|Source:||A Pocket Guide to Northern Ireland [.mobi (Kindle), .epub (iPad, etc.)]|
|Author:||War and Navy Departments, Washington, D.C.|
NORTHERN Ireland—usually called Ulster—is a small country, only slightly larger than the State of Connecticut. It is made up of the six counties in the northeastern corner of the island: Antrim, Armagh, Down, Londonderry, Fermanagh, and Tyrone. Some 1,300,000 people—not quite so many as in Los Angeles—live there.
First off you may not like the Irish climate. It is damp, chilly, rainy. If you are from the Southwest or from California you may find yourself homesick for sunshine. The sun is only an occasional visitor in Ireland; there are about 200 rainy days a year. The rains, however, come usually as gentle drizzles, not as thundershowers.
It may be news to you that Ireland is farther north than the United States. For this reason the day is very short in winter and long in summer. In late June and July there is little darkness and you will be able to read a newspaper at 9 o’clock at night. In late December daylight lasts less than 7 hours, and darkness closes in by midafternoon.
Despite Ireland’s northerliness—it lies about exactly opposite Labrador—extremes of heat and cold are rare. In the summer a temperature of 80 degrees is the peak of a heat wave, and in winter freezing weather is the exception rather than the rule. It is the always-present dampness which make the cool summers and mild winters seem colder than they are.
Many people in Ireland wear thick, woolen clothing the year round. You will be wise to keep yourself warm and dry; pneumonia and bronchitis are common.
Dampness chills the bones of visitors, but it makes Ireland green and beautiful. Ulster is a saucer circled by rolling hills. There is the Antrim plateau in the northeast, the Sperrin Mountains in the northwest, the Mourne Mountains in the southeast. If you come from North Carolina, or Colorado, or Idaho, these may not seem much like mountains to you—they rise 3,000 feet at their highest—but their beauty has drawn tourists to Ulster for many years.
On furlough you may want to visit the mountains, or to see Lough Neagh, the largest lake in the British Isles. (Lough, pronounced “Lokh,” is the Irish word for lake.) Another strange and famous landmark is the Giant’s Causeway—40,000 columns of basalt rock which rise from a bay at the northern tip of the island. This is celebrated in legend and story.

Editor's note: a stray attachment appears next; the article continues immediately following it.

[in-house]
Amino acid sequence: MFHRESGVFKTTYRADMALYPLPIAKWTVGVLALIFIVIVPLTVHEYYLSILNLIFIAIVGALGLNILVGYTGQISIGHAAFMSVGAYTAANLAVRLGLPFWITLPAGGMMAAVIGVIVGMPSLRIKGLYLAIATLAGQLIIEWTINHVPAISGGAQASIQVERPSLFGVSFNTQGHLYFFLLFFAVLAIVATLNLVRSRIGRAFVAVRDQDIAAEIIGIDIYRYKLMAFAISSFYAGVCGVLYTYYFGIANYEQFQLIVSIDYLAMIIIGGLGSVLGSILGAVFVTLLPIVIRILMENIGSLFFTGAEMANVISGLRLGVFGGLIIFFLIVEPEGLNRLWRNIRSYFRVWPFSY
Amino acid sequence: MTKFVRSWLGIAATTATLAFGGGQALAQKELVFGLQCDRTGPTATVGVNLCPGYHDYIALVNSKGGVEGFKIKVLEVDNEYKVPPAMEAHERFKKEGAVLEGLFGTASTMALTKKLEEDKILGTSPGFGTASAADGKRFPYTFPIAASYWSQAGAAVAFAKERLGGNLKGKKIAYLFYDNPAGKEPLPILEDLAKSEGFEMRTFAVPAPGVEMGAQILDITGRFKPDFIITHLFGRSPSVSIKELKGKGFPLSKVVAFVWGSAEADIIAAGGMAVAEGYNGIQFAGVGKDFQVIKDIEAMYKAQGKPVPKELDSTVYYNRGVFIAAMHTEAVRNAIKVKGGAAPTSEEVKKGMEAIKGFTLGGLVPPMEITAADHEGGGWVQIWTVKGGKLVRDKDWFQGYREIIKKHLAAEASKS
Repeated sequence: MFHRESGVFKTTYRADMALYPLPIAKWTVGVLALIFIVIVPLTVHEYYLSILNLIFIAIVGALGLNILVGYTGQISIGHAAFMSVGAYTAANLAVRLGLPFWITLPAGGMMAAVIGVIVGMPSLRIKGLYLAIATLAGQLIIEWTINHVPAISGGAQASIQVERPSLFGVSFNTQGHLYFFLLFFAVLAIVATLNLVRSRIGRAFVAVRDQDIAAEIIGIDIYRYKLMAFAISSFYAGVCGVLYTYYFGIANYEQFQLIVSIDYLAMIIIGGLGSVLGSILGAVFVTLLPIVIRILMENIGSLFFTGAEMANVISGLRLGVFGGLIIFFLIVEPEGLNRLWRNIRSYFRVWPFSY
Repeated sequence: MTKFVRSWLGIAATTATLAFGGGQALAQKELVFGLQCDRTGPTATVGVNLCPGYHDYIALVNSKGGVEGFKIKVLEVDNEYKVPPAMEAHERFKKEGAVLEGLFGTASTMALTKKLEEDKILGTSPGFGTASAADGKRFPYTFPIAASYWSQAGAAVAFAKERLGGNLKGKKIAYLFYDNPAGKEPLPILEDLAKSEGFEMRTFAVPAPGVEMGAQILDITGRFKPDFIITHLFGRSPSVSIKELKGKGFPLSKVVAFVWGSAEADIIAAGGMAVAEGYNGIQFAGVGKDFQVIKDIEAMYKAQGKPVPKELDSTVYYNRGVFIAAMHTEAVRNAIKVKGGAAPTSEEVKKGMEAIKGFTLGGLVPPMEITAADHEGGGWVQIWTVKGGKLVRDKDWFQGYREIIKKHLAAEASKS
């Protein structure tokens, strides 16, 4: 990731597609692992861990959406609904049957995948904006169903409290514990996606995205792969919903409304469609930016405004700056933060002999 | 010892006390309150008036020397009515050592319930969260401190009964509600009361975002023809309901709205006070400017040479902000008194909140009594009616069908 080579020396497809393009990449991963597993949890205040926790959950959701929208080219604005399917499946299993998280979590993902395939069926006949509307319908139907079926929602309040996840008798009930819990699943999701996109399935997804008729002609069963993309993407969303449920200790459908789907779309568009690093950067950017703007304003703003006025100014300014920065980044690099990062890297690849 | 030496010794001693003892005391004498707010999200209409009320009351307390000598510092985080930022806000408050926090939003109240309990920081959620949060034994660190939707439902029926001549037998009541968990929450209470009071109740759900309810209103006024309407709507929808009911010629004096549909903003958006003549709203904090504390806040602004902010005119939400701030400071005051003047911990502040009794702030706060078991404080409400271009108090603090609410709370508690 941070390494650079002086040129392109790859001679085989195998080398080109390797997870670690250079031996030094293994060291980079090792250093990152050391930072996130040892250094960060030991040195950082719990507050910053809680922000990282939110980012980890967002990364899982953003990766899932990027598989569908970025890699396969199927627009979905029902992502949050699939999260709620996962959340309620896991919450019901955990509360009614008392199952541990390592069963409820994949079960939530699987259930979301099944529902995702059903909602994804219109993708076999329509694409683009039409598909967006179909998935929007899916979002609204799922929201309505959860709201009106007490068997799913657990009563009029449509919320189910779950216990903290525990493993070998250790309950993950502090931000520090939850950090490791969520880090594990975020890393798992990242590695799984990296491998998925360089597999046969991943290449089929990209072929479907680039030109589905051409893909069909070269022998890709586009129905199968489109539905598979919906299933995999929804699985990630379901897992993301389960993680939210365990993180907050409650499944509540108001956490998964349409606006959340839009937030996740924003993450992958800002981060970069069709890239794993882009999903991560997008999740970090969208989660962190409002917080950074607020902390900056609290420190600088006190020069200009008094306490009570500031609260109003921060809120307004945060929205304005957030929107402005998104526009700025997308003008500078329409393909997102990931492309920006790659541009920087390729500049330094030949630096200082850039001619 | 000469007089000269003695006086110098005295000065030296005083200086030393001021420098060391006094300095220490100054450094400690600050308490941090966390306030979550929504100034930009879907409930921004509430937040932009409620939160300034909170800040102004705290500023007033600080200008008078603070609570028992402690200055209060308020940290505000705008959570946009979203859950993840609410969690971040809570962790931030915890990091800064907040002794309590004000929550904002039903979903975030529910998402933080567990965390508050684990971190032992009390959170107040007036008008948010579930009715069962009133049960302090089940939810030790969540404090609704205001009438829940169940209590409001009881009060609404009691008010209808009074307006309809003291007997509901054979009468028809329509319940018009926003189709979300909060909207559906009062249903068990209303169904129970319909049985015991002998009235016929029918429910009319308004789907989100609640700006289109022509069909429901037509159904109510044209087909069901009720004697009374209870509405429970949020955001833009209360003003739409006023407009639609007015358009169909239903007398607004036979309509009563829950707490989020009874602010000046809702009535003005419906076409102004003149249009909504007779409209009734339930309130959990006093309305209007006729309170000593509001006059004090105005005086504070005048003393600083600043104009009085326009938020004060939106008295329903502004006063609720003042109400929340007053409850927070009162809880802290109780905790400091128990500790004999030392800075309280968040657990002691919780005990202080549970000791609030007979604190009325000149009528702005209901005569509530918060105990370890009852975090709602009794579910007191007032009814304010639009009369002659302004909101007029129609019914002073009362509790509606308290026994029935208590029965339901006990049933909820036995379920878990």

Most of Ulster’s 1,300,000 people live northeast of Lough Neagh, in the lowlands. There are a good many large estates owned by the wealthy or the once-wealthy, and you will find ancient and turreted castles scattered among the hills and glens, but most of the Irish farmers manage to make their livings on plots of land which Americans, used to tractors and far horizons, would think hardly larger than ample vegetable gardens.
This scale of farming will seem almost absurdly small to you who come from the Middle West or the Far West. There are 90,000 farms in Ulster with tiny fields and small, whitewashed, thatched-roof cottages. A 5-acre place is one of respectable size to an Ulsterman, a 20-acre place is really substantial, and anyone who owns more than 40 acres is considered to be engaged in large-scale farming. Fine cattle graze on the pasture land, and hay, oats, potatoes, turnips, and wheat are grown.
Belfast is the most important industrial center in Ireland, and one of the key points of the British war effort. It has a population of 438,000—one-third of the people in all Ulster live there—and is slightly larger than Kansas City, Missouri. Belfast was badly bombed by the Germans in 1940. Londonderry (called Derry by the Irish), the second city of Ulster, is located on the North Coast, and had a population of 43,000 before the war.
Belfast today resembles many American cities where the weapons of war are being forged as fast as industrial wheels will turn. The production of linen in peacetimes is a great industry; Irish linens are known all over the world. Today much of the linen industry has been converted to the manufacture of cotton goods—cloth for British Army uniforms.
|Previous:||There are Two Irelands|
This book comprises a selection of articles from the (British) Army Bureau of Current Affairs' WAR and CURRENT AFFAIRS pamphlets, all relating to America and, more particularly, to the relationship between the British and Americans during the Second World War.
"Our enemies are trying to make trouble between the British and the Americans during the war; they are certain to try it after they have been defeated, in the hope of escaping once more from the consequences of their crimes against humanity. It is our business to understand and work with the United States now and in peace-time; that means for us all at least to like and understand the Americans we meet."